Talladh a Bheithe Wind Farm Objection

A new windfarm is proposed between Loch Rannoch and Loch Ericht. This will have profound effects on the local landscape and my objection to this development is here.  Please join me in objecting to this inappropriate industrial development – feel free to reuse and amend any text from here.

More information on the MCS website.

Dear Sirs,

I am writing to you to object to the proposals by Talladh a Bheithe Wind Farm Ltd to erect 24 wind turbines on moorland between Loch Rannoch and Loch Ericht. The basis of my objection is the negative visual impact of these turbines, the damage to wild land that will ensue and the effects on tourism in the local communities.

Scotland’s wild landscape is a unique asset and I am disappointed that the Government’s encouragement of wind farms in remote and beautiful areas does not seem to recognise this. This area has a particular resonance for me as it was in 1967, aged 16, where I climbed Schiehallion, my first Munro. The visual impact of a major industrial site from this summit and the neighbouring hills will irrevocably ruin the landscape for generations to come. It is not just the local hills that will be affected – the outlooks from the Ben Alder hills, the Glencoe hills and the Glen Lyon hills will all be affected.

We have seen, since I started going to the hills, a very welcome and significant increase in people exercising in and enjoying the Scottish Landscape. Not only is this beneficial for the individuals themselves, it has also led to a major expansion of tourism in the Highlands. We have, without doubt, a health crisis in Scotland and anything that can be done to encourage exercise should be done. Hill walking will be rather less attractive to future generations when the view is blighted by these wind turbines. And this, of course, is likely to have serious effects on our developing tourist industry.

Of course, the problem with wind farms is not simply the turbines themselves. The access roads in fact do far more damage to the land and, given the climate, the ensuing scars take tens or even hundreds of years to repair. Furthermore, because of the damage to peatland caused by road construction and the excavations for the turbines themselves, the study by Aberdeen University showed that the carbon saved by the use of wind energy rather than fossil fuels is often negative because of the loss of the peat’s carbon sink.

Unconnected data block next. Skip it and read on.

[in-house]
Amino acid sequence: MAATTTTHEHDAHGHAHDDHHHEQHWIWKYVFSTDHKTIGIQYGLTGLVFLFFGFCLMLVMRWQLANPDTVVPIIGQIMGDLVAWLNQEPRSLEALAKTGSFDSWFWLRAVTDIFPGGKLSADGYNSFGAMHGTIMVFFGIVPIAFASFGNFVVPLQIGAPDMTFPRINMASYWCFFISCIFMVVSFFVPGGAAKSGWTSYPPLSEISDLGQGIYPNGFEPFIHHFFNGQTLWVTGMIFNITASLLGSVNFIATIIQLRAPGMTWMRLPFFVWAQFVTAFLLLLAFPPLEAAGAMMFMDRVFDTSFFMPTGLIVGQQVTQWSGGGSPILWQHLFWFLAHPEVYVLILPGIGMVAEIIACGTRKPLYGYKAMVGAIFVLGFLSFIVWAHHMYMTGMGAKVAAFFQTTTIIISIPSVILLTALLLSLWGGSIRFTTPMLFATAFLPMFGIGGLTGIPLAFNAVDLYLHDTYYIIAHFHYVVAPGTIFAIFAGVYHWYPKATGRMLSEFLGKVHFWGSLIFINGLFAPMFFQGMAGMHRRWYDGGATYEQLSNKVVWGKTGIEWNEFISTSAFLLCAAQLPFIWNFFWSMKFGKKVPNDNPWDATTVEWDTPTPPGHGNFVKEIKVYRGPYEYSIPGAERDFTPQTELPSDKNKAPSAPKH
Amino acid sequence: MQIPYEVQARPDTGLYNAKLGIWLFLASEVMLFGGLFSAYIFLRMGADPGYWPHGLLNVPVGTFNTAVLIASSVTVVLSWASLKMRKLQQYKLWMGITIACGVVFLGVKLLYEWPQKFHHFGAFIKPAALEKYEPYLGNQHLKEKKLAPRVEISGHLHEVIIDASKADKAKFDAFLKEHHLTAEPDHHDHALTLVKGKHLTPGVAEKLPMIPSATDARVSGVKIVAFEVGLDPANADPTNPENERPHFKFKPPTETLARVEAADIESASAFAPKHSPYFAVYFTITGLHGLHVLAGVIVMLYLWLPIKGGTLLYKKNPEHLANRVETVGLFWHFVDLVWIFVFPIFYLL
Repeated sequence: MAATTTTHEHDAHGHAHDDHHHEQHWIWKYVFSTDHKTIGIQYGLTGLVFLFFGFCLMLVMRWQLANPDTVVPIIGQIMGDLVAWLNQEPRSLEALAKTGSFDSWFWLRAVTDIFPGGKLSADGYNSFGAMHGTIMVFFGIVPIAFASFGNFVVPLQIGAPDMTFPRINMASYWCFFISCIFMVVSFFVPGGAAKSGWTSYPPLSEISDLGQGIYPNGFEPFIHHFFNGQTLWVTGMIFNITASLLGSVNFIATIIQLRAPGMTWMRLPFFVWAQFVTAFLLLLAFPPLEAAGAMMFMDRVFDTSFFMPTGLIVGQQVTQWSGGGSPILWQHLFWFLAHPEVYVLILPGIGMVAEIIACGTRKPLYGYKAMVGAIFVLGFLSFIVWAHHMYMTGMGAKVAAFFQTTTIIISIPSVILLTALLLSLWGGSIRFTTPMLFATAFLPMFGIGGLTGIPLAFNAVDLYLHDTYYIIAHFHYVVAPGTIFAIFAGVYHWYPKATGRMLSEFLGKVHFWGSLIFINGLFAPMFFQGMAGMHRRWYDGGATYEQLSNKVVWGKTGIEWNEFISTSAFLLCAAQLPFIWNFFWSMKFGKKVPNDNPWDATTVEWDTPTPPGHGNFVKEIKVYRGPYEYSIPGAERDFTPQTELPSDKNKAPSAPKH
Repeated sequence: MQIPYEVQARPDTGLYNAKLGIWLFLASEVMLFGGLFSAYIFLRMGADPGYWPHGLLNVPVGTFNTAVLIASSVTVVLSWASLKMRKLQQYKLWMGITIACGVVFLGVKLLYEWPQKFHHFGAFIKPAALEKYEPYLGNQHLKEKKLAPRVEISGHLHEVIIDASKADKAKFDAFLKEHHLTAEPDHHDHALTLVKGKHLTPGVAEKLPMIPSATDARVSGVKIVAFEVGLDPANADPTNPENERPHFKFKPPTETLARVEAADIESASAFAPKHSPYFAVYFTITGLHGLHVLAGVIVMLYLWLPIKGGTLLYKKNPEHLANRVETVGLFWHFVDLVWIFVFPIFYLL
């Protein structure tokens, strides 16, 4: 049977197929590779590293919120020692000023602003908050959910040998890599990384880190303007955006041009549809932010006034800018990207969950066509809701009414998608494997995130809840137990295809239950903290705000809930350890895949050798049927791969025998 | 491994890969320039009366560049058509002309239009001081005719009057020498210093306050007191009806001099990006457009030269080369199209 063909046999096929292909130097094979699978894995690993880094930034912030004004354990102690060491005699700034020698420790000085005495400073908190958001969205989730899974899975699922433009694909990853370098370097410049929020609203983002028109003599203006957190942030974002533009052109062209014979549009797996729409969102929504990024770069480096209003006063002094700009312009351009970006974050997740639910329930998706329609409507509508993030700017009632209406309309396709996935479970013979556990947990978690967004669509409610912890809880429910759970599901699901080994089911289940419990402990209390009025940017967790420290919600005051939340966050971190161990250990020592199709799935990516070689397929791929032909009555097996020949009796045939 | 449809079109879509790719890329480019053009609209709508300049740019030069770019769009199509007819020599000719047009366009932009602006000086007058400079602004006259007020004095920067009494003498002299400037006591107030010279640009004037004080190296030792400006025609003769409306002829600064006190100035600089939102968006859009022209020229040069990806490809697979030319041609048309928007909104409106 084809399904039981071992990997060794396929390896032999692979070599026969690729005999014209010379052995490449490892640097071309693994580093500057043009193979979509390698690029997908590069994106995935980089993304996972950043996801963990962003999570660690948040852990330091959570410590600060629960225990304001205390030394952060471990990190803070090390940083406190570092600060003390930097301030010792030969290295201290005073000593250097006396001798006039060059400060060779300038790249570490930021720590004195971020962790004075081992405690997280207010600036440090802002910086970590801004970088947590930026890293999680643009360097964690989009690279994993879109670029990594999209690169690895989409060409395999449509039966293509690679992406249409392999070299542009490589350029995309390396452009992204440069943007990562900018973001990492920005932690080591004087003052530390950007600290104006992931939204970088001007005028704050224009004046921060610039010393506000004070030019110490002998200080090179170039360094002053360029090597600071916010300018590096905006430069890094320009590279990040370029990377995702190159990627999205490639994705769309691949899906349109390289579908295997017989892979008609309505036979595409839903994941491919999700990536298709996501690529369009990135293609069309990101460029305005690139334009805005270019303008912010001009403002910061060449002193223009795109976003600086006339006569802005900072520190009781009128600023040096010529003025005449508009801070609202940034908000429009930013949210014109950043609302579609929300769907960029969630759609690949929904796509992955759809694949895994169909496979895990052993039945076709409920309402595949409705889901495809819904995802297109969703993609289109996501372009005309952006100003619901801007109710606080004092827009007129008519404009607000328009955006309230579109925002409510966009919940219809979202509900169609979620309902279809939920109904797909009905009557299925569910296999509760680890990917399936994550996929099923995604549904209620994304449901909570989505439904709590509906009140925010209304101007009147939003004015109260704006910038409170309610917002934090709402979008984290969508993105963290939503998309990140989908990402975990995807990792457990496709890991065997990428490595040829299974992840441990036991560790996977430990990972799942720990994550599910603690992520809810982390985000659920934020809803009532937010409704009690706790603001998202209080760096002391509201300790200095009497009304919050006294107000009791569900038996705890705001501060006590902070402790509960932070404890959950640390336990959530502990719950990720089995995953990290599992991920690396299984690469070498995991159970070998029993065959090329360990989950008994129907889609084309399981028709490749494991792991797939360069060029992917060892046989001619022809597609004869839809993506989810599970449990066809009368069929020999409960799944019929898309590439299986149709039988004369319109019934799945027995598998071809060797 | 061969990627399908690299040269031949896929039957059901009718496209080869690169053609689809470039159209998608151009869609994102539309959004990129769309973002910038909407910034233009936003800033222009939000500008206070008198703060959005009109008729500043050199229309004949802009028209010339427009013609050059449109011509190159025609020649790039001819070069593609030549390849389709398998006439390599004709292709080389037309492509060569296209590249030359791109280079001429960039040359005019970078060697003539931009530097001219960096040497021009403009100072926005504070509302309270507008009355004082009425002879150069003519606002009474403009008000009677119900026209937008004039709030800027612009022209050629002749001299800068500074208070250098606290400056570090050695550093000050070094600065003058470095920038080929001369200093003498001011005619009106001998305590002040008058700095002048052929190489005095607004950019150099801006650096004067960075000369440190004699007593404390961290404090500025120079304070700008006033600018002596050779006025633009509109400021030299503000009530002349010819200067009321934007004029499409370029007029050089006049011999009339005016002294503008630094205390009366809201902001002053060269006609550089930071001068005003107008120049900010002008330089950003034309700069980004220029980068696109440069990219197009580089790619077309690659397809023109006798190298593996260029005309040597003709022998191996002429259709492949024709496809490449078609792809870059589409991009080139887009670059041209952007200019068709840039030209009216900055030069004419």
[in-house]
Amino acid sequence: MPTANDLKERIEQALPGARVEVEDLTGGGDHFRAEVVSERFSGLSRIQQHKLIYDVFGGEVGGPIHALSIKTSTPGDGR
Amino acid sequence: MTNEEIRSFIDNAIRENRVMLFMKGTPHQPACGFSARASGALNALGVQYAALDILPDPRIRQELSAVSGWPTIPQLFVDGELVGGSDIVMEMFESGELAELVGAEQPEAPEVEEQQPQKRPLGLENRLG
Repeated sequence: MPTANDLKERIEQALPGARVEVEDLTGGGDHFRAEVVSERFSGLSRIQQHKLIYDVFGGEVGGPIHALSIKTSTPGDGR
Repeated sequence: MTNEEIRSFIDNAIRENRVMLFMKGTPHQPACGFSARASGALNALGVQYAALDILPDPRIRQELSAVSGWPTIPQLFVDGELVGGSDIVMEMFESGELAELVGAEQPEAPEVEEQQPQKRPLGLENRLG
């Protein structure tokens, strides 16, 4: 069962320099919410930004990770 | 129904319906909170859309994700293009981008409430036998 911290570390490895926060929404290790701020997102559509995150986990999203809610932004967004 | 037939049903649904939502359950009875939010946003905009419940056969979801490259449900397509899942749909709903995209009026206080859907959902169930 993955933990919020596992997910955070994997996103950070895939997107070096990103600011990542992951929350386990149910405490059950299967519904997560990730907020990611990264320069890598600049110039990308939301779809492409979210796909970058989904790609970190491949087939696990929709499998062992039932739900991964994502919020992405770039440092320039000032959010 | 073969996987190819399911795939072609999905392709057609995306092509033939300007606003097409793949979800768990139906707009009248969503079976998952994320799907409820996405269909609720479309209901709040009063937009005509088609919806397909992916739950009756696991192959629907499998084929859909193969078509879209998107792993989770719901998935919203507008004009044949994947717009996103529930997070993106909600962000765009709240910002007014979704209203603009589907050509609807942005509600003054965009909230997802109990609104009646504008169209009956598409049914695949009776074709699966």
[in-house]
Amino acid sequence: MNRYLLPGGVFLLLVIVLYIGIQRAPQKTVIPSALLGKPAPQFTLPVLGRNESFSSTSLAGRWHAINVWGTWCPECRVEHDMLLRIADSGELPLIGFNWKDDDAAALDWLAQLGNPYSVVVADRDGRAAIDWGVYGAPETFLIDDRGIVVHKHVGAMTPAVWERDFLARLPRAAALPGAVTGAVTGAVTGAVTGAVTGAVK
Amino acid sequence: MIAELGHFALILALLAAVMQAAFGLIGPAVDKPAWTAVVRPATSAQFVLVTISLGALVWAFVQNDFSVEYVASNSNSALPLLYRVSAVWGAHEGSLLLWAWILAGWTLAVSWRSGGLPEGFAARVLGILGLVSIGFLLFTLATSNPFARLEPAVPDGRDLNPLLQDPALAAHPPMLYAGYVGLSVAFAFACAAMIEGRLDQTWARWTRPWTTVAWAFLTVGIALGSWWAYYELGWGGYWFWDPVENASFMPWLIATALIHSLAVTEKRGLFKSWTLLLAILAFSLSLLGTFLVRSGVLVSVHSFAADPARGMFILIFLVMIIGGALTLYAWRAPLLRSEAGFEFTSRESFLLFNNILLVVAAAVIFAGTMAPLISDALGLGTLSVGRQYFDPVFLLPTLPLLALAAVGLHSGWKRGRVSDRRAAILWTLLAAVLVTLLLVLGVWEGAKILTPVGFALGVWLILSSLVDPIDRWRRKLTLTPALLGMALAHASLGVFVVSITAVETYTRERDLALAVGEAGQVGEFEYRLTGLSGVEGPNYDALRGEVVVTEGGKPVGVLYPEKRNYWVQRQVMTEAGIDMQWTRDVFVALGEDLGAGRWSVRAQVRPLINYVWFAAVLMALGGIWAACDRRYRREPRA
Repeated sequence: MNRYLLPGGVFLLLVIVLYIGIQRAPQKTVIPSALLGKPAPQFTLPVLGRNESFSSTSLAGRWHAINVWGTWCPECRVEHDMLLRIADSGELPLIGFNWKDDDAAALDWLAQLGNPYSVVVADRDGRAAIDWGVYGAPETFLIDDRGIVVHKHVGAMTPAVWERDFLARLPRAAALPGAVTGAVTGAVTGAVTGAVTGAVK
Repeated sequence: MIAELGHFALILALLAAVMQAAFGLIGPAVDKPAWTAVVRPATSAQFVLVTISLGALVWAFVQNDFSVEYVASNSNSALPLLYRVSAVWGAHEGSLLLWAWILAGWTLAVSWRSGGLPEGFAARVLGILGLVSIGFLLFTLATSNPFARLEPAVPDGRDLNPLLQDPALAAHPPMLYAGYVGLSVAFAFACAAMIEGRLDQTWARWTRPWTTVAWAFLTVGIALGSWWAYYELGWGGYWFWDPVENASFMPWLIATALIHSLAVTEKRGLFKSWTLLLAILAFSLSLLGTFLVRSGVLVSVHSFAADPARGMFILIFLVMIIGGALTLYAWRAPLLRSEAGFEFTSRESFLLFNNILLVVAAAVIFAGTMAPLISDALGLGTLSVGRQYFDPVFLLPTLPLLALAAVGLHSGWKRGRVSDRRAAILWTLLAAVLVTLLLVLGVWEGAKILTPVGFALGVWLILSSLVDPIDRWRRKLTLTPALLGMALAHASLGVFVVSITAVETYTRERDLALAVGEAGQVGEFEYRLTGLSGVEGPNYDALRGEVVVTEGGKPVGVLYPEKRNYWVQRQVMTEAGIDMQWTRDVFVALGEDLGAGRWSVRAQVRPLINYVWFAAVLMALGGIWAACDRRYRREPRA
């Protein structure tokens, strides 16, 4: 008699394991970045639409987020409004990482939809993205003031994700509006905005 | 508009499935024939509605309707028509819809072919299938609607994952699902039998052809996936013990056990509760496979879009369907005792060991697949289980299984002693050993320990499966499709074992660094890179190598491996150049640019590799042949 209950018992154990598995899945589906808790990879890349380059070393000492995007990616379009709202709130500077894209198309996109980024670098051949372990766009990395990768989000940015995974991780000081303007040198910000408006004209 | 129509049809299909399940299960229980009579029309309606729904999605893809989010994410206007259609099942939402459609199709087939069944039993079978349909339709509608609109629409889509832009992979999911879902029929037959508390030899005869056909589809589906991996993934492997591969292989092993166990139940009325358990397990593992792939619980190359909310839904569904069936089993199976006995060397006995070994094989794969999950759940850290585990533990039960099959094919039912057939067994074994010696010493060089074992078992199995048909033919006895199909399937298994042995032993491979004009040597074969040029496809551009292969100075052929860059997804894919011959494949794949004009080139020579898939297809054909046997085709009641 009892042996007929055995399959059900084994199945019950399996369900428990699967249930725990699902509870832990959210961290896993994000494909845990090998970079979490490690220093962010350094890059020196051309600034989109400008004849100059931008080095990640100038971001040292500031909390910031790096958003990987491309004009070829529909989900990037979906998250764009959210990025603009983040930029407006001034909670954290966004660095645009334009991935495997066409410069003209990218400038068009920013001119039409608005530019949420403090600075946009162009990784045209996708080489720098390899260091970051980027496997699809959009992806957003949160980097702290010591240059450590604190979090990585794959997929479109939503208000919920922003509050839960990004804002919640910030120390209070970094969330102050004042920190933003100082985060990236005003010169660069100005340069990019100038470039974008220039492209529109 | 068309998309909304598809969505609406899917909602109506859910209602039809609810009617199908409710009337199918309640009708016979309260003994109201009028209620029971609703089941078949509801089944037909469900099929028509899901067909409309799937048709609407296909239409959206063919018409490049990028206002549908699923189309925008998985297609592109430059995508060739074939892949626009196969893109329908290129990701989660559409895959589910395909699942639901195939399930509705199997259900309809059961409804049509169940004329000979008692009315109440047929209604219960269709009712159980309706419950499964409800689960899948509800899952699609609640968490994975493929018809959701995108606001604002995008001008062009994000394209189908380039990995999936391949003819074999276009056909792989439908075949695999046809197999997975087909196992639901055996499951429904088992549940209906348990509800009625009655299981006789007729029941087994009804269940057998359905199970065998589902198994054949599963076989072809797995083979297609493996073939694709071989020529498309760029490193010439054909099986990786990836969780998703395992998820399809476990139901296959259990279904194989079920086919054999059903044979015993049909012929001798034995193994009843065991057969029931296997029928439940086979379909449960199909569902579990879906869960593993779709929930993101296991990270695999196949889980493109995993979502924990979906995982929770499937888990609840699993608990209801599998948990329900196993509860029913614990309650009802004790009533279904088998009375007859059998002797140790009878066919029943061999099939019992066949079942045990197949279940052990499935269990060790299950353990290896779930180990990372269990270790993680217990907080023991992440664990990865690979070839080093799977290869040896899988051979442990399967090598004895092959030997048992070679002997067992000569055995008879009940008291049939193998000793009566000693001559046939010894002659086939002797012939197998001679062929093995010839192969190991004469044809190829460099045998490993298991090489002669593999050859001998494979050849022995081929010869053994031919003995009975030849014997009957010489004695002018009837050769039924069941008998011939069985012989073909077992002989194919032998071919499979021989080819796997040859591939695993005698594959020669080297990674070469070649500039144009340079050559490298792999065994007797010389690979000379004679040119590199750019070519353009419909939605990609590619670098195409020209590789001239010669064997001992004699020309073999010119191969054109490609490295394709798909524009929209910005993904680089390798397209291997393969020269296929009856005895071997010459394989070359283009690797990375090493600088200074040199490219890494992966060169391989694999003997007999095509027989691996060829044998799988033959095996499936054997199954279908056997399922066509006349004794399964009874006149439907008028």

Finally, I note that there is considerable local opposition to this development by local tourist businesses. Small businesses are far more effective than multinationals in creating local employment and, critically, retaining and using the profits of that employment in the local community. A loss of even a small proportion of the tourists in this area as a result of the landscape destructions may make a significant proportion of existing businesses unviable. I believe that the Government have a greater responsibility to those living in Scotland than they do to multinational power companies and that everything possible should be done to ensure that local initiative is not stifled by inappropriate industrial development.

Yours sincerely

Professor Ian Sommerville

4 thoughts on “Talladh a Bheithe Wind Farm Objection

  • July 29, 2014 at 10:55 pm

    An excellent letter, Ian
    The economic and then social effects on the local community of a reduction in tourists numbers will be huge. Businesses will fold, with all the attendant social consequences.
    In all probability the value of homes will fall as increasingly people will leave the area to find work; We will have a depopulation of the Highlands all over again, just as Tourism is reviving the area now.

    And all so Alec Salmond can export “free” (to him) electricity to rUK and make a killing as the subsidies will be paid by rUK, cum independence.

    Aye, right.

  • July 30, 2014 at 8:01 am

    Well said, Professor Sommerville
    WEA networks across the world on wind turbine madness. It’s becoming increasingly difficult, when people tell us that they don’t now want to come to Scotland, to let them know that there are still beautiful areas untouched by turbine industrialisation. This application, impacting upon so much of Scotland’s natural (and literary) heritage, makes such reassurances sound very hollow

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